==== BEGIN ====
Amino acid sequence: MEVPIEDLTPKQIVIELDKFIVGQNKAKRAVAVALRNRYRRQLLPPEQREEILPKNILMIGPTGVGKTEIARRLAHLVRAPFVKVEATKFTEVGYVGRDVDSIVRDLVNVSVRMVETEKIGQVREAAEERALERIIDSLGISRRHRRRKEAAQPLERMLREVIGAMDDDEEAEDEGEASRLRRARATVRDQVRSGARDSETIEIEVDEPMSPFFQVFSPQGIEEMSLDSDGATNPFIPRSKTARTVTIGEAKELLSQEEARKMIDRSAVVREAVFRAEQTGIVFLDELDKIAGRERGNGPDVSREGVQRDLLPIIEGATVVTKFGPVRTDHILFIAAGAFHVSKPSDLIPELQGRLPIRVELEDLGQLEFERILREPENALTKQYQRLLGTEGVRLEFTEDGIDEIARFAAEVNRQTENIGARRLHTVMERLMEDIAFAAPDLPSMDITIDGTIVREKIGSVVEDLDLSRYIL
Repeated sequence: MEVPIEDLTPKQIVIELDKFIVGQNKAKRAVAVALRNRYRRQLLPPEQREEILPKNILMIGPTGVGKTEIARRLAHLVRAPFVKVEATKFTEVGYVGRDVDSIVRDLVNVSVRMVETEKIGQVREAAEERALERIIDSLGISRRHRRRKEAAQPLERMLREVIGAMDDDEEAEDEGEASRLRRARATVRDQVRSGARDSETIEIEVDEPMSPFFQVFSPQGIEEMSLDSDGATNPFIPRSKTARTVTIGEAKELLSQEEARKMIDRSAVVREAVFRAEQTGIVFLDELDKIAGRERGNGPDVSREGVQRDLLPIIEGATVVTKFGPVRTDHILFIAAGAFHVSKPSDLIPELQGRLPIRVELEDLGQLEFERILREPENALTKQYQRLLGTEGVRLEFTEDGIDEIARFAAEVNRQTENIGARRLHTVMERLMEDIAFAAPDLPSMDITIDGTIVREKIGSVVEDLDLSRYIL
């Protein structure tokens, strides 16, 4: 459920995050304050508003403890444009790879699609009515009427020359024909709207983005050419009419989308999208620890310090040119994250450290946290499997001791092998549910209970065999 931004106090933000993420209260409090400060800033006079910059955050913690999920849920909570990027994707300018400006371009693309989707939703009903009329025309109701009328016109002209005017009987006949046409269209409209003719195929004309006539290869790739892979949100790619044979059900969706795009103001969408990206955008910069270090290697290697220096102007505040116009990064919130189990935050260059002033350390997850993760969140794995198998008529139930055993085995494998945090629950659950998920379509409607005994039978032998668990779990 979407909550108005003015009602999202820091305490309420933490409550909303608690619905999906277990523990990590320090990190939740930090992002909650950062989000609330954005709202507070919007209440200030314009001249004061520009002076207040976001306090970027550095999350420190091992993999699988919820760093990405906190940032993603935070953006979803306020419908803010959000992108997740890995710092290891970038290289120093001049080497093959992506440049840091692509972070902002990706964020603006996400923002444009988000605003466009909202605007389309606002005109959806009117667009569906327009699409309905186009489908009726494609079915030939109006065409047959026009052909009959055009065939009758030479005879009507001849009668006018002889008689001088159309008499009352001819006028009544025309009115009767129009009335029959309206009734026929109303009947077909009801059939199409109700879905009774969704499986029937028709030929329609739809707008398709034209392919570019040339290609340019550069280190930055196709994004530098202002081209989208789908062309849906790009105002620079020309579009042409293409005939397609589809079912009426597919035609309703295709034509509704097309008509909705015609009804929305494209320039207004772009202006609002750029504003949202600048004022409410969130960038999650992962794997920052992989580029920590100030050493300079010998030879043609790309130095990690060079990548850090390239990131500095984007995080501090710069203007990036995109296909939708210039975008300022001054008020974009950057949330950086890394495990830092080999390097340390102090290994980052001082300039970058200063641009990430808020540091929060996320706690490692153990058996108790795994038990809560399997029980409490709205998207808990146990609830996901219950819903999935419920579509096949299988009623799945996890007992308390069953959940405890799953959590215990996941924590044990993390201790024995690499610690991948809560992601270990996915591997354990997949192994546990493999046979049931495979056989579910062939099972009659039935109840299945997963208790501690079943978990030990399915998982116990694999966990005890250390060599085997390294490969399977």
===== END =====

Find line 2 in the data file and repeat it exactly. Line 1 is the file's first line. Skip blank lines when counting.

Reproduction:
Repeated sequence: MEVPIEDLTPKQIVIELDKFIVGQNKAKRAVAVALRNRYRRQLLPPEQREEILPKNILMIGPTGVGKTEIARRLAHLVRAPFVKVEATKFTEVGYVGRDVDSIVRDLVNVSVRMVETEKIGQVREAAEERALERIIDSLGISRRHRRRKEAAQPLERMLREVIGAMDDDEEAEDEGEASRLRRARATVRDQVRSGARDSETIEIEVDEPMSPFFQVFSPQGIEEMSLDSDGATNPFIPRSKTARTVTIGEAKELLSQEEARKMIDRSAVVREAVFRAEQTGIVFLDELDKIAGRERGNGPDVSREGVQRDLLPIIEGATVVTKFGPVRTDHILFIAAGAFHVSKPSDLIPELQGRLPIRVELEDLGQLEFERILREPENALTKQYQRLLGTEGVRLEFTEDGIDEIARFAAEVNRQTENIGARRLHTVMERLMEDIAFAAPDLPSMDITIDGTIVREKIGSVVEDLDLSRYIL